How to write a great CV

How to write a great CV

How to write a great CV

Applying for a job? Follow our complete guide to writing the perfect CV and hugely increase your chances of getting hired.

Putting together your ideal CV might seem like a daunting task, but with our shiny student CV template and top tips on what to include, you’ll be able to write one that wows employers from beginning to end.

Get yourself comfortable and go through this guide (we’d recommend grabbing a cup of tea and some biscuits first) and by the end, you’ll be looking at a prime example of a student CV, with your name at the top.

How to write a CV for students

When writing your CV, things will be a whole lot easier if you prepare beforehand. We’d suggest you start by jotting down your past jobs and notable achievements in a list – this will help you identify the points that are worth mentioning, and what’s not quite impressive enough to include.

Your CV shouldn’t be longer than two pages, and you need to work on making it well structured, concise, and different enough to grab the recruiter’s attention.

But you also need to be careful about over-embellishing certain things and going overboard in an attempt to stand out from other candidates. There’s a balance, and it’s just a matter of finding it. You can always look at some student CV examples to get some inspiration.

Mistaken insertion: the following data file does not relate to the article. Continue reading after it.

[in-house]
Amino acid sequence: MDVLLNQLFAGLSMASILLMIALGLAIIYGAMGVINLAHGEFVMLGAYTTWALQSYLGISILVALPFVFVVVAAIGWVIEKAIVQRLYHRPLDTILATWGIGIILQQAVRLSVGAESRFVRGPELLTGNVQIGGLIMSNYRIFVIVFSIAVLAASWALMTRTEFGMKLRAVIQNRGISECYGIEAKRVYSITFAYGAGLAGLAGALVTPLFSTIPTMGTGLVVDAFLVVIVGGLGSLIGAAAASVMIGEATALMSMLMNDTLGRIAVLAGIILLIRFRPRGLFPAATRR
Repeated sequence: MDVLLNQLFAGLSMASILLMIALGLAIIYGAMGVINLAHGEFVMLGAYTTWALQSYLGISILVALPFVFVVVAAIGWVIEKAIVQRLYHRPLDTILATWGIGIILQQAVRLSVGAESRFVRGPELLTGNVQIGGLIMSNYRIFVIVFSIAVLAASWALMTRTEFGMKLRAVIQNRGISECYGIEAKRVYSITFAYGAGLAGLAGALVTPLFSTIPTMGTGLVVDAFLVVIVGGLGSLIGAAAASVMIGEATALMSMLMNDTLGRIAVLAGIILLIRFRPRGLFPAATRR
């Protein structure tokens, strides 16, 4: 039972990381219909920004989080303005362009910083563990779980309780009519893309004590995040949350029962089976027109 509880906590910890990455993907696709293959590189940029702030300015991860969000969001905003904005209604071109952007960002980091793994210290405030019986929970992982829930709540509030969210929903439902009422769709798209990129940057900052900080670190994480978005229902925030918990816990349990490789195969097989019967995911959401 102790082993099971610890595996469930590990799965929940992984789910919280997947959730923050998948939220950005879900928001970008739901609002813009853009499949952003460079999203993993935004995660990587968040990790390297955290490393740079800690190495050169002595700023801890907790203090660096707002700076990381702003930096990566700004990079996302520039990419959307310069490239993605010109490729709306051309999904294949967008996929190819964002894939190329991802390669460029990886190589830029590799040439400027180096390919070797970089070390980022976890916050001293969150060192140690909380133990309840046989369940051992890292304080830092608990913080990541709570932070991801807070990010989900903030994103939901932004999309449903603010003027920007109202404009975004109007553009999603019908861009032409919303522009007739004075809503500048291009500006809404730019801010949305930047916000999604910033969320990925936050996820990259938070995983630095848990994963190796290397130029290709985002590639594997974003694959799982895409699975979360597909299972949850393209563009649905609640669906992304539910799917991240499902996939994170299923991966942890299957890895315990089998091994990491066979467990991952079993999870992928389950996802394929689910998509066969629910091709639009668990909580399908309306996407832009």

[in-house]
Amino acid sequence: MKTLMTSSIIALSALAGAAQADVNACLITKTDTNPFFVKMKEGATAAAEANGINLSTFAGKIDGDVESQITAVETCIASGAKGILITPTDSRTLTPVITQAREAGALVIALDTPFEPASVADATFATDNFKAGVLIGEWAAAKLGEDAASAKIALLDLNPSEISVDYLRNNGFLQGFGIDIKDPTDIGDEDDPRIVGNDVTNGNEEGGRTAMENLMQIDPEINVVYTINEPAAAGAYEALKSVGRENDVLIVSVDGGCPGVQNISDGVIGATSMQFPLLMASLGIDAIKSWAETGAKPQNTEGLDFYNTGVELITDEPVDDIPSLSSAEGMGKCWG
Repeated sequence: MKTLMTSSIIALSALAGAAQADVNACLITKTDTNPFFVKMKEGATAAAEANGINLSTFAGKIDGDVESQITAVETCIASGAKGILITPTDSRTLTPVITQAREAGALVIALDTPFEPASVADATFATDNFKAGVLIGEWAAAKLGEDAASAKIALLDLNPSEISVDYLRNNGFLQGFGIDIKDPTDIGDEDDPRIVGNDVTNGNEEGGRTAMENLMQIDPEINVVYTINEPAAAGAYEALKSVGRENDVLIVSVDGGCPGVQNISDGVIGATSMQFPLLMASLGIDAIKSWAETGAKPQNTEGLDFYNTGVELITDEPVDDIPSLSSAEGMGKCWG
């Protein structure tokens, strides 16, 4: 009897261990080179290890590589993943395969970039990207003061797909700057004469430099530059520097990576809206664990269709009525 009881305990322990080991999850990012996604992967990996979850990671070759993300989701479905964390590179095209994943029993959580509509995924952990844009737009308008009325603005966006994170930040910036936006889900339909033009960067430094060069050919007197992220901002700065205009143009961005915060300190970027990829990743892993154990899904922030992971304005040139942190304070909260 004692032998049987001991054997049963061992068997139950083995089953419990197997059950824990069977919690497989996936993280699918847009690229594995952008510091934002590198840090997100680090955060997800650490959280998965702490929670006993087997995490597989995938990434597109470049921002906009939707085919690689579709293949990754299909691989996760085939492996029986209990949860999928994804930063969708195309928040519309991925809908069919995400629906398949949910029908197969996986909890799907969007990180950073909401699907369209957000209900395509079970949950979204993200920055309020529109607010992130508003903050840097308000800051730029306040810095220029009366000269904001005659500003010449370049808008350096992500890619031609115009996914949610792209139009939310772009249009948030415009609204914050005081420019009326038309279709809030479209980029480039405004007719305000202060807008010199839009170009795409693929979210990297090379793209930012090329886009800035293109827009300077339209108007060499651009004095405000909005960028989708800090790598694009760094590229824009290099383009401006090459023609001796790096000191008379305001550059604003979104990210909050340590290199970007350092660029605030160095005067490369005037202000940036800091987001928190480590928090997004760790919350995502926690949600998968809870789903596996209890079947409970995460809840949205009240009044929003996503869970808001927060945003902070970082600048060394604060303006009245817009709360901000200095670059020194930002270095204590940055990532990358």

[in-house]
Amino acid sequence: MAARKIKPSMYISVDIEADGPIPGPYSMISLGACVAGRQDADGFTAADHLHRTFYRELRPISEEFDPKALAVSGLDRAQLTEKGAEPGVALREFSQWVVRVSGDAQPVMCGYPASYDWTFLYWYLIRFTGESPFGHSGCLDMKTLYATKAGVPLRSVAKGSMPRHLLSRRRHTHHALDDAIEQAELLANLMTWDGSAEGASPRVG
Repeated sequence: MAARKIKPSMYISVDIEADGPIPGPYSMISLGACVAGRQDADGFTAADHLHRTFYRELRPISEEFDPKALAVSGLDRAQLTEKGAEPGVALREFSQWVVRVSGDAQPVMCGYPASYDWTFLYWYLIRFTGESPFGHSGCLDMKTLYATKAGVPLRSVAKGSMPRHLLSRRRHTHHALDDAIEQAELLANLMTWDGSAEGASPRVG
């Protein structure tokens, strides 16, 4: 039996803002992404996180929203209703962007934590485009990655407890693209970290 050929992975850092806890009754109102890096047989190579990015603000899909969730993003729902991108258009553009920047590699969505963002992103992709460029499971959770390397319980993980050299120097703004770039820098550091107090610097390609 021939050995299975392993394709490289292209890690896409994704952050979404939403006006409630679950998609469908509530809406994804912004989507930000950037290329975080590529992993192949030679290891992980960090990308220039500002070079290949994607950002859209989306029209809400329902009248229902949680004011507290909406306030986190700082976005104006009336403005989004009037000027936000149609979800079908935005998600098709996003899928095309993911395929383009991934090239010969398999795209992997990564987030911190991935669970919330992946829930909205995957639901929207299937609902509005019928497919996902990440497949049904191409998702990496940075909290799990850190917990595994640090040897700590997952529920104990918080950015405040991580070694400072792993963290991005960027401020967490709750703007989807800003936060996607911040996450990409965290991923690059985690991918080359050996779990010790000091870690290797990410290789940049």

What do employers look for in a CV?

Never send off the same generic CV to multiple recruiters. Each time you apply for a job, think about what the employer is specifically looking for and write your CV with them in mind.

Tailor your CV to the job

Most people think that once you’ve got a CV sorted, the job’s done and you can use it for every job application. While this is true to an extent, you should also try to adapt your CV and experience to demonstrate that you’re right for that specific job.

This doesn’t mean you have to craft a brand new CV from scratch for every single job application but have a think about what specific experience or skills would impress that employer and make sure these are prominent in your application.

Also, be sure to do your homework on every company you apply for. Each business is unique, so take the time to research their website, their social media accounts, the job ad, and maybe even look up current employees to see how the company’s structured.

Aim to be the perfect candidate

Employers will be looking for certain traits in a new employee, so the ‘perfect’ candidate will vary from one vacancy to the next.

However, while it can be down to specific skills or relevant work experience, there are a number of key personal qualities and skills that employers are always hunting for.

Best skills to include on your CV

  • Self-management (including time-keeping)
  • Teamwork and leadership
  • Problem-solving
  • Communication skills
  • Commercial awareness
  • Customer care
  • Academic and extra-curricular achievements
  • IT skills
  • Commitment and enthusiasm.

What is the best CV format?